We’re now proudly fighting for the rights of victims in over 30 different data breach group action and multi-party cases as an established, leading law firm that has been representing clients in data cases for many years.
With there being so many breaches taking place, it can be confusing for victims to know what to do and where to turn to, or whether they even have a case. Let us give you an expert overview as to how they work, when they can win, and how our expertise can help you.
We’ve been involved in large group action cases for almost a decade, with our first data action launched 5 years ago. With Steering Committee appointments for actions that range from the thousands to the tens of thousands, here’s what you need to know.
How does a data breach group action work?
A data breach group action is where one or more victim of the same incident or action comes together to claim as a group.
What happens next can then depend on the size of the group, or whether the opponents is prepared to admit liability, and perhaps how unique the issues are to each case. Commonly, one of the following may happen:
- Claims are pursued as singular cases, but the joint and similar issues can be narrowed as one. It may be that cases issued with the court will be issued together as one set of proceedings, but the individual issues in each case are resolved separately. It may also be that there’s one or a small number of Defendants (opponents) to claim against;
- Claims are simply pursued separately with perhaps many different Defendants being pursued, but they stem from similar issues – sometimes known as multi-party actions;
- Claims are formally brought together into a Group Litigation Order (GLO). This is where a Steering Committee is established of one or more law firms that will then be responsible for the overall conduct of the action. Each case is brought together into one action.
In any event, there can be precedents set to help resolve cases, and data breach compensation pay-outs can still be based on the individual aspects of a claim.
The first GDPR GLO in England and Wales is the BA Group Action. Given our experience in this niche and complex area of law and our experience in group actions, we were appointed (by order of the High Court of Justice) to the Steering Committee. This appointment reflected our commitment to justice having been fighting for victims since news of the cyberattacks broke back in 2018.
How do we succeed with an action?
Succeeding with a data breach group action isn’t easy, especially when there are many people claiming.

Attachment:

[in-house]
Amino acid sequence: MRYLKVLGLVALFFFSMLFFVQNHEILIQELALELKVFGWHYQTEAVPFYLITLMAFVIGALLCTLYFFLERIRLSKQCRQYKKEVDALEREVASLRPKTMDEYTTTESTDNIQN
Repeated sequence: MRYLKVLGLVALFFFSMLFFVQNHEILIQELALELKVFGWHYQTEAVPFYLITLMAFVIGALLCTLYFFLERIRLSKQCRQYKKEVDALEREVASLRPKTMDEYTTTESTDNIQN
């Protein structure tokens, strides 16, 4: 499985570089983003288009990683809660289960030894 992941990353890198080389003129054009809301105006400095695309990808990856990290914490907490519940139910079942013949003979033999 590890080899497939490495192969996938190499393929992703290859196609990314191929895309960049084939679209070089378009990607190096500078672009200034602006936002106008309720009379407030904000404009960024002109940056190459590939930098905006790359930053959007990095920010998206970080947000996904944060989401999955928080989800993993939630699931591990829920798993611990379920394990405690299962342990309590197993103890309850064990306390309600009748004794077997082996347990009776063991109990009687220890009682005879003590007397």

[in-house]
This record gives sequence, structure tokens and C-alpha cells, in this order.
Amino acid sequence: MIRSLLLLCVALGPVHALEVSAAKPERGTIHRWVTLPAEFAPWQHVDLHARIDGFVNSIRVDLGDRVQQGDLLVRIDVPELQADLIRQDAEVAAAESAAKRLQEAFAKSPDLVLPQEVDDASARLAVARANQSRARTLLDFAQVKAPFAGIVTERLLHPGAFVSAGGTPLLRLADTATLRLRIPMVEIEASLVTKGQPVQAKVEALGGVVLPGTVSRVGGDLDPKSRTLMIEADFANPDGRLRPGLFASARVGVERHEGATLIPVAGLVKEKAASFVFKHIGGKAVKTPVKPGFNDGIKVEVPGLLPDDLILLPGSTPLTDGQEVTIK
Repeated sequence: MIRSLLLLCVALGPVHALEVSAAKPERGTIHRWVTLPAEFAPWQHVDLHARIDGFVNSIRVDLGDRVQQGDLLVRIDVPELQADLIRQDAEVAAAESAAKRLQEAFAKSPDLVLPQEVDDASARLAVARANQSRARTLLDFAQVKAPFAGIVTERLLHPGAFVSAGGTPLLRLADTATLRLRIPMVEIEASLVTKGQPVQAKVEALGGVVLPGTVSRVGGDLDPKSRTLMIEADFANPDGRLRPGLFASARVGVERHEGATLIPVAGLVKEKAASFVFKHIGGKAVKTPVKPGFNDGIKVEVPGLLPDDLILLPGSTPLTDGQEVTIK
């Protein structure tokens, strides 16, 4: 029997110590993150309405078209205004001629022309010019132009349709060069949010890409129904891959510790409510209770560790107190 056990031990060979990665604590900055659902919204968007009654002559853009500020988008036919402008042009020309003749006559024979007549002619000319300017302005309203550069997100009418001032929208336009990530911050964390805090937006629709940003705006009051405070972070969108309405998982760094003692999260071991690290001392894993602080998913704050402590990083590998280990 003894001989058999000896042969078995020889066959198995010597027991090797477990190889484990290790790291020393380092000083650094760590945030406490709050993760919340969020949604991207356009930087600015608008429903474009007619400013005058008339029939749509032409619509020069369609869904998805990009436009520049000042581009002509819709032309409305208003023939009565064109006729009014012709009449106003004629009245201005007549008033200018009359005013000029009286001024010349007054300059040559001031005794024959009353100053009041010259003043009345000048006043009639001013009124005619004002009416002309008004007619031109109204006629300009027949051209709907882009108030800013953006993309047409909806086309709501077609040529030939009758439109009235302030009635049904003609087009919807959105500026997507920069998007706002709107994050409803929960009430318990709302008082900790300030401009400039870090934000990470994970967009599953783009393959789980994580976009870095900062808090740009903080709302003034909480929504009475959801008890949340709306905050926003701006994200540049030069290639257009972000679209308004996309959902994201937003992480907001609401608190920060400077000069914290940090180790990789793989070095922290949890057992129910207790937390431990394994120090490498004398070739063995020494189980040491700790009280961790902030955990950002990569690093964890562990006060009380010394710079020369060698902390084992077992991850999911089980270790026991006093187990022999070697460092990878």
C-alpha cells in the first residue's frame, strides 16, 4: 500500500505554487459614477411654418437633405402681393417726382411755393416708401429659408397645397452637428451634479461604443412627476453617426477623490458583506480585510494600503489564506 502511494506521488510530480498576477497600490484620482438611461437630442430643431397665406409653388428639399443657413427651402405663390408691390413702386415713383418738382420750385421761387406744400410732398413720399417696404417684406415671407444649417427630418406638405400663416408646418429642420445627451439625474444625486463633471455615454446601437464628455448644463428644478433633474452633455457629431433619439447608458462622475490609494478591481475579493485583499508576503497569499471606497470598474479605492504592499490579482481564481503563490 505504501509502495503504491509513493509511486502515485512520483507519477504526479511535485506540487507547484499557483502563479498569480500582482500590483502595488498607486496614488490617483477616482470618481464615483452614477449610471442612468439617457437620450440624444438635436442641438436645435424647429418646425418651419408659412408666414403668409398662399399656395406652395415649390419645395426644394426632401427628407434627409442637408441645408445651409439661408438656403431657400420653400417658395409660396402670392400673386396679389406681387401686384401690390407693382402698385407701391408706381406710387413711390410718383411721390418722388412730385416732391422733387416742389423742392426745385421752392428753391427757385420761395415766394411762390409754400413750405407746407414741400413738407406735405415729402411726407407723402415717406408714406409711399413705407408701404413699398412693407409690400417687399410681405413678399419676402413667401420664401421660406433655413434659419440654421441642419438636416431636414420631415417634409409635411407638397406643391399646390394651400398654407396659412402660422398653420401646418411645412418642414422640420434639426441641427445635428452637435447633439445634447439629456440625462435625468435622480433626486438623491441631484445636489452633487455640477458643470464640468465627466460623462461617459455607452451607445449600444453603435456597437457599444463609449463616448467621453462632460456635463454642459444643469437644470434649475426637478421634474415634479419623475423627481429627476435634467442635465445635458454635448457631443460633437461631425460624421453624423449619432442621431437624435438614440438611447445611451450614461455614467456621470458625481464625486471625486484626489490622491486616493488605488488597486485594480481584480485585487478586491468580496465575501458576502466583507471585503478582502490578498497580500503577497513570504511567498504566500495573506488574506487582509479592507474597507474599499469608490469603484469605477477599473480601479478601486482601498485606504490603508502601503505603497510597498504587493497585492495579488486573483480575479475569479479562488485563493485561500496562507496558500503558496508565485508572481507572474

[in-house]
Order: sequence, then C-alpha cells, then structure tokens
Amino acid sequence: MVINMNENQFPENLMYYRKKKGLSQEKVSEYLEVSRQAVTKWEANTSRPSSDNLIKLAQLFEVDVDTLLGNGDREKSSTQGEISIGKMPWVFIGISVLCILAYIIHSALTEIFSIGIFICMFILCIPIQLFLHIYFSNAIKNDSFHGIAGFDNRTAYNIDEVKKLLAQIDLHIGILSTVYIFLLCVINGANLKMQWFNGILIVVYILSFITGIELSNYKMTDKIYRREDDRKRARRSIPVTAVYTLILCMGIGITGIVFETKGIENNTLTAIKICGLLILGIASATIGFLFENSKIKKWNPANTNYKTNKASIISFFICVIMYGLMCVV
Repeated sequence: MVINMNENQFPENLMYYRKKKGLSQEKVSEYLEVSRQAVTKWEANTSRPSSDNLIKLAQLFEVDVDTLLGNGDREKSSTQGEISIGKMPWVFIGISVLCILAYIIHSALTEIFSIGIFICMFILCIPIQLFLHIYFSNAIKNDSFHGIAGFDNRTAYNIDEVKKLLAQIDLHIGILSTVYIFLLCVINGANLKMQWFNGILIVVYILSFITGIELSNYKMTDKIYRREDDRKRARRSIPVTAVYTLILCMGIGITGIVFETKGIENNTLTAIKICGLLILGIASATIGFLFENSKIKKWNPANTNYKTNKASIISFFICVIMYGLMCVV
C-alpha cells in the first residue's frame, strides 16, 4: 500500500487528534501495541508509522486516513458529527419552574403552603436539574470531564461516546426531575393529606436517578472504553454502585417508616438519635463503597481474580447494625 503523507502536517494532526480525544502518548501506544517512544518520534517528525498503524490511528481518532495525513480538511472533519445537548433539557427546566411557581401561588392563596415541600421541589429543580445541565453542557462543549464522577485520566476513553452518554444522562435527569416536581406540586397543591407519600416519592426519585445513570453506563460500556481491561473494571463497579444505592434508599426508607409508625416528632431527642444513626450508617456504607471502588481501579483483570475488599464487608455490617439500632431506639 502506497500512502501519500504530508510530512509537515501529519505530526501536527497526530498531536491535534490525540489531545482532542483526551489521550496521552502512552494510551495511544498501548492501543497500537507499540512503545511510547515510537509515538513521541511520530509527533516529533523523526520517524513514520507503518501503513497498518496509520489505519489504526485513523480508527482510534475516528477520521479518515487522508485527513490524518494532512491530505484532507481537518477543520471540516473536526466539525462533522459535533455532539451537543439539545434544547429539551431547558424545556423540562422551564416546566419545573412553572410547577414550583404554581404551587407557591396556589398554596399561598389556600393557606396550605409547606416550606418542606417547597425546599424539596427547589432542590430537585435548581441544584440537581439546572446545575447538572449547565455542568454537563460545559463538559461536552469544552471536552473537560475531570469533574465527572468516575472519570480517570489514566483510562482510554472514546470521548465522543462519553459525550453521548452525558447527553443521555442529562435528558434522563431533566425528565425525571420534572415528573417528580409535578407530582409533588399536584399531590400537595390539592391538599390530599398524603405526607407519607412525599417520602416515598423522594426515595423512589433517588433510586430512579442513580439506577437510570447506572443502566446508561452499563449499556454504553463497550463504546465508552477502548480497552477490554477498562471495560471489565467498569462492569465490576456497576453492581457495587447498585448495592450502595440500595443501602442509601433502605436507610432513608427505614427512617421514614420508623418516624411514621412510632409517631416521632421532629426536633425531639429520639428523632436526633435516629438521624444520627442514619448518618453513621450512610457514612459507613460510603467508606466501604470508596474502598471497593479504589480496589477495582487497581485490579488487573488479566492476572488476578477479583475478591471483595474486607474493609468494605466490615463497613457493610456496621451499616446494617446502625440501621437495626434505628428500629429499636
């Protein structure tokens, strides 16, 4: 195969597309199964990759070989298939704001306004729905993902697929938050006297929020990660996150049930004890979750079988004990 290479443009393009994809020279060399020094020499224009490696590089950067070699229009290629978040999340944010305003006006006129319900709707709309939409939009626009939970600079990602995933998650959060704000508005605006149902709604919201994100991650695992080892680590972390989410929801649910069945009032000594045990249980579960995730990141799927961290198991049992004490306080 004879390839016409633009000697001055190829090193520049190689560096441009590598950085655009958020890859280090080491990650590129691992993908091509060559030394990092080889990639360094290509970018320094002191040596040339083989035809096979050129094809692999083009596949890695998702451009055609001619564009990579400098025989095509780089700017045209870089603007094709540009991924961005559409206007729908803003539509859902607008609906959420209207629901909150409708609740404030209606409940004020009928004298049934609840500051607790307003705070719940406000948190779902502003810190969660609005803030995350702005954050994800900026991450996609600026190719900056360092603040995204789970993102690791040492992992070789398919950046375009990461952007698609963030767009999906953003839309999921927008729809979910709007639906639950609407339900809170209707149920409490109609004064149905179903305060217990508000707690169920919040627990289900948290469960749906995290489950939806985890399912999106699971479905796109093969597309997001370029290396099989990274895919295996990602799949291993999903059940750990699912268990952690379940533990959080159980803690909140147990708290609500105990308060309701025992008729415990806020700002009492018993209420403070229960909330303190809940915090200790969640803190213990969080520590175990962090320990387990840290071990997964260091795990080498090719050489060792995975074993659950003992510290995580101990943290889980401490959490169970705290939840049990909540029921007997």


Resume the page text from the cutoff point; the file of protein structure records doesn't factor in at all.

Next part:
The larger the action, the more likely it can be that the opponent(s) will try to defend cases. They (or their insurers) don’t want to be paying out potentially millions or billions of pounds. The estimated combined pay-out for the British Airways action alone could hit the £3bn mark!
It can also be the case that big companies and multinational corporations will hire some of the best law firms in the world to defend them. We’ve seen this in actions we’ve been involved with, and it can make the process of succeeding with an action harder.
This is a good reason as to why it’s important that people claim with specialist group action lawyers like us. Big actions usually mean that clients need significant funding to fight some of the biggest companies in the world, and insurance is key to protect clients in the event a claim doesn’t succeed. We can tell you from considerable experience that these costs can be in the millions and can even hit the tens of millions mark in some of the bigger actions.
The law is clear in making sure that victims of a data breach can be entitled to make a claim for compensation, and there’s no room for big companies to hide. In actions like Equifax, we’re confident we can win because the breach stemmed from a known security vulnerability that they failed to patch. In fact, it was recently reported that US court papers stated that Equifax had set a username and password as “admin” (for both), which is just asking for trouble. It’s as bad as setting a password as “password”!
In other actions like the BA Group Action, the fact that the Information Commissioner’s Office (ICO) has set their intention to find at £183m shows how bad the breach was.
What victims need to do
Victims who wish to join a data breach group action can then be entitled to make a claim for compensation, and we offer No Win, No Fee representation.
We can also offer funding and insurance for actions that we’re taking forward and meet our criteria. With our lawyers working on over 30 different actions right now and having had Steering Committee appointments, we believe that our expertise and experience when it comes to data group actions is unrivalled.
We’re always happy to offer free, no-obligation advice, and there are a number of ways you can contact our team for help.
IMPORTANT: advice on this page is intended to be up-to-date for the 'first published date'.
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